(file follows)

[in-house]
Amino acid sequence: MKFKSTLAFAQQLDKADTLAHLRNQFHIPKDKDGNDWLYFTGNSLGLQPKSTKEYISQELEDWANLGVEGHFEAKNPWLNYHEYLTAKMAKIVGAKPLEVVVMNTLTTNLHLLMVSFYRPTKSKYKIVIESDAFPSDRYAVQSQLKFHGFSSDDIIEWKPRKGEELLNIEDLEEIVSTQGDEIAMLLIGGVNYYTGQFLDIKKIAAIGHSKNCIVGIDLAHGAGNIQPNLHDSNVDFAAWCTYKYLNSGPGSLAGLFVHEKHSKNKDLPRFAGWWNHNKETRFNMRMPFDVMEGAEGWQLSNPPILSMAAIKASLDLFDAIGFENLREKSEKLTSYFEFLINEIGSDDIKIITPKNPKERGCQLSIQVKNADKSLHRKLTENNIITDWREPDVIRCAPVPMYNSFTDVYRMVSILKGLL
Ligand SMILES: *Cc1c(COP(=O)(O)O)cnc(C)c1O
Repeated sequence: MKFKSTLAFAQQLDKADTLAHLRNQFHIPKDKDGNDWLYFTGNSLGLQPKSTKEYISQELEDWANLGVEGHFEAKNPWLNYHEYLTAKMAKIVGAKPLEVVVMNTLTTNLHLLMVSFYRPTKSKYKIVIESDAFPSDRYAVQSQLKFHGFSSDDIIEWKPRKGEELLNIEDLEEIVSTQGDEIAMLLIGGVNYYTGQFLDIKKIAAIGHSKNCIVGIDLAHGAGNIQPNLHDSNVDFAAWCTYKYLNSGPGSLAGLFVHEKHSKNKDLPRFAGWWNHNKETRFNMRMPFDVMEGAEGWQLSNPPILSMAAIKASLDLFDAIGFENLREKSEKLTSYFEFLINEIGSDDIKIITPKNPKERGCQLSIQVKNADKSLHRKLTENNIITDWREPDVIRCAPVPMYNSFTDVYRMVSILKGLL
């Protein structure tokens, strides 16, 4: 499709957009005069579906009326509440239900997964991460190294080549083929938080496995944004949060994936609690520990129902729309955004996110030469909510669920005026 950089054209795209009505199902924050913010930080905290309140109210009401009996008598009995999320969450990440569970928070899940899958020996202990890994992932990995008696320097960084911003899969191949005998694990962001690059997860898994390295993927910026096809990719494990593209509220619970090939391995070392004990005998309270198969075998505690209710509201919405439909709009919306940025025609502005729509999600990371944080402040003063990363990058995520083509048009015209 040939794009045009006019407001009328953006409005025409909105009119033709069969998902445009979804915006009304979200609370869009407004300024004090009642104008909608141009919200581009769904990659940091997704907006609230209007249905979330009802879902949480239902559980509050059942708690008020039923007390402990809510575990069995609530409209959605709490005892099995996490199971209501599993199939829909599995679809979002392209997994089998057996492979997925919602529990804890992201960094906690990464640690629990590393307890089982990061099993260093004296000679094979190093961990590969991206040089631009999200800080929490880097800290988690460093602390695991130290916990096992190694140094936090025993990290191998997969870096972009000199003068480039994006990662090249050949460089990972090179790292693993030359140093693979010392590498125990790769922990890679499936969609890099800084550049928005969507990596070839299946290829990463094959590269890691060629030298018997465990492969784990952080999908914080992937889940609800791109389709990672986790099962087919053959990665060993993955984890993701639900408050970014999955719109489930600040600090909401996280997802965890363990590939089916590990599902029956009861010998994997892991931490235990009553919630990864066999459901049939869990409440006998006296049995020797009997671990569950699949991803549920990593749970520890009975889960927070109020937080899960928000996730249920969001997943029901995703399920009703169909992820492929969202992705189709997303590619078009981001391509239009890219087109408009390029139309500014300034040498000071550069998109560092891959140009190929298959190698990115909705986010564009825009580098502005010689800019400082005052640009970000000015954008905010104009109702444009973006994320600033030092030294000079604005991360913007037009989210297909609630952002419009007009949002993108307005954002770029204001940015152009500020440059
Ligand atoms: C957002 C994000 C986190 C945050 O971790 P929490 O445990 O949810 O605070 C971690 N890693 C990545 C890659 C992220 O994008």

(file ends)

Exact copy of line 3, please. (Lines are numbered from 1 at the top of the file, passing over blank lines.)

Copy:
Ligand SMILES: *Cc1c(COP(=O)(O)O)cnc(C)c1O